Five Best Thursday Columns

Dianne Feinstein on the trial of Sulaiman abu Ghaith, Richard Florida on misunderstanding the creative class, Mehdi Hasan on anti-Semitism among British Muslims, Roy Bourgeois on the call for female Catholic priests, and Irin Carmon on rehabilitating rapists.

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Dianne Feinstein in The Los Angeles Times on the prosecution of Sulaiman abu Ghaith Prosecuting alleged terrorists through the federal justice system isn't just good domestic policy; it's also a way to spread the competence of American democracy abroad, argues California Senator Dianne Feinstein. Feinstein weighs the case of Sulaiman abu Ghaith, the son-in-law of Osama bin Laden, who is being tried in a New York City courtroom near Ground Zero for conspiracy to murder American citizens. "Critics complain that he should have been taken to Guantanamo to be detained and interrogated there as an enemy combatant," Feinstein acknowledges. "I disagree; the record of our federal criminal courts is unmatched. The Abu Ghaith case is an excellent opportunity to model for the world what American justice looks like."

Richard Florida at The Daily Beast on the misunderstanding the creative class Richard Florida does not take harsh critiques of his work standing down. Responding to Joel Kotkin's scathing indictment of Florida's argument that dense urban centers thrive due to a core of creative professionals, Florida argues that Kotkin deliberately misconstrued his arguments in order to reach a pre-determined conclusion: that Florida's "creative class" theory is a way of waging class warfare. "Kotkin likes to distract people and play to class and other prejudices with inflammatory," writes Florida. "Real economic growth ... turns on the development of the full talents and capabilities of all our workers," he continues. "And the places that are best suited to that task are our dense, innovative cities—our greatest innovation of all."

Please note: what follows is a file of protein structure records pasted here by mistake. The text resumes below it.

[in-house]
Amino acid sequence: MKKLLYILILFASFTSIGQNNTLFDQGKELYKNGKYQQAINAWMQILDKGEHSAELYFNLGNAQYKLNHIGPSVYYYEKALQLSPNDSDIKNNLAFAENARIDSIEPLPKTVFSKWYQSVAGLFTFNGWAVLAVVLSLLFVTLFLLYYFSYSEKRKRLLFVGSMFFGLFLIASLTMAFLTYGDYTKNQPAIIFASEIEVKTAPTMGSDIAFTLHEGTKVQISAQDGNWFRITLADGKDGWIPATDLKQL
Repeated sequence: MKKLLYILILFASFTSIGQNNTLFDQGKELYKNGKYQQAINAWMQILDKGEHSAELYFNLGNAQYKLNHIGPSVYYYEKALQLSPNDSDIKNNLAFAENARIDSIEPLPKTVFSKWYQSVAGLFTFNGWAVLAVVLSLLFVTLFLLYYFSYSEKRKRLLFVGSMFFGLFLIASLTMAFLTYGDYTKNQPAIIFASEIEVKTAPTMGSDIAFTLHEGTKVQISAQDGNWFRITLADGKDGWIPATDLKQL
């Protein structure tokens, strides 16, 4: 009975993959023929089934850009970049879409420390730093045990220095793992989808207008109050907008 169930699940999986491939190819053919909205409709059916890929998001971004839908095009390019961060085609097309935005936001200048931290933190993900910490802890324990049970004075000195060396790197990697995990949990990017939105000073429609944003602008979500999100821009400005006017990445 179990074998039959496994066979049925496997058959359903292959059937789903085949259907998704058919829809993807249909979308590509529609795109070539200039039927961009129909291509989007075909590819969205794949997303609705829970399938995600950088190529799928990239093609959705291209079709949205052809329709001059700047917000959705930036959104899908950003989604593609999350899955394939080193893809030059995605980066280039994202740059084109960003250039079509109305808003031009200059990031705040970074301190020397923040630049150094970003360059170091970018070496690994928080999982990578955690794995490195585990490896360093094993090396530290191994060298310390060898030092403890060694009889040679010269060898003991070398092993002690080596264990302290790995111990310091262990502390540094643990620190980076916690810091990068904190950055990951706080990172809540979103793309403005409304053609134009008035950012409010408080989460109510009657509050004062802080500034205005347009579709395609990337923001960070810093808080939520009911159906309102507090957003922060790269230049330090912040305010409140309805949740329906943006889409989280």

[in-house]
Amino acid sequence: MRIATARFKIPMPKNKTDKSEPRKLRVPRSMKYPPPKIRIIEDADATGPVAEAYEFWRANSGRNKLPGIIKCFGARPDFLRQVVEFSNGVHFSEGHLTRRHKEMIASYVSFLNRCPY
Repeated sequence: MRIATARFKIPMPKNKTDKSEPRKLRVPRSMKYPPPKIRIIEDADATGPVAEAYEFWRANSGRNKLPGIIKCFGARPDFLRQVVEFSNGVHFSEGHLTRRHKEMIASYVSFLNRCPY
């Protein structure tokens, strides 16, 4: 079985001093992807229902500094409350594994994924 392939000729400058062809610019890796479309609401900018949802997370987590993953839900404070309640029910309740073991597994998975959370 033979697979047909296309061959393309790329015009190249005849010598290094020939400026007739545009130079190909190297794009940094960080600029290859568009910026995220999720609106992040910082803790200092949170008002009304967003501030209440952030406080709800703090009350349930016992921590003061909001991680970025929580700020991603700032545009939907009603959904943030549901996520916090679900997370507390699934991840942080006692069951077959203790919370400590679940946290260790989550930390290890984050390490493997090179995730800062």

Mehdi Hasan in the New Statesman on anti-Semitisim among British Muslims "Anti-Semitism isn't just tolerated in some sections of the British Muslim community; it’s routine and commonplace," writes Mehdi Hasan, who was prompted by the anti-Semitic comments recently made by Labour Party politician Nazir Ahmed, who blamed his imprisonment, for hitting and killing a woman while he was texting and driving, on a "Jewish conspiracy" involving the British media. "It is sheer hypocrisy for Muslims to complain of Islamophobia in every nook and cranny of British public life ... and yet ignore the rampant anti-Semitism in our own backyard, Hasan writes. "We cannot credibly fight Islamophobia while making excuses for Judaeophobia."

Roy Bourgeois in The New York Times on the call for female Catholic priests Unlike many other Christian denominations, the Catholic Church has held firm in its belief that only celibate males can occupy positions of power within the Church's hierarchy. Roy Bourgeois, whom the Vatican expelled from the priesthood in November 2012 for vocally supporting gender equality among the priesthood, argues that such conviction amounts to misogyny at best, and a fundamental misreading of Scripture at worst: "In the midst of my sorrow and sadness, I am filled with hope, because I know that one day women in my church will be ordained — just as those segregated schools and churches in Louisiana are now integrated."

Irin Carmon at Salon on rehabilitating rapists The media treatment of the rape trial in Steubenville, Ohio, has sparked plenty of deserved outrage. But it also forced those covering the trial to ask about the efficacy of our criminal justice system in treating sexual offenders, especially teenaged ones. "When CNN's Poppy Harlow offered immediate sympathy to the young men, rage rightly came down on her and her colleagues for failing to focus on the victim’s suffering," Irin Carmon notes. "But ... bemoaning the ruination of [the perpetrators'] lives was the wrong question for more than one reason." Carmon delves into research about recidivism of sexual offenders, and finds evidence that the lives of the Steubenville football players are not, in fact, over: "The answer, surprisingly enough, is that juvenile sex offenders often can and do get better."

This article is from the archive of our partner The Wire.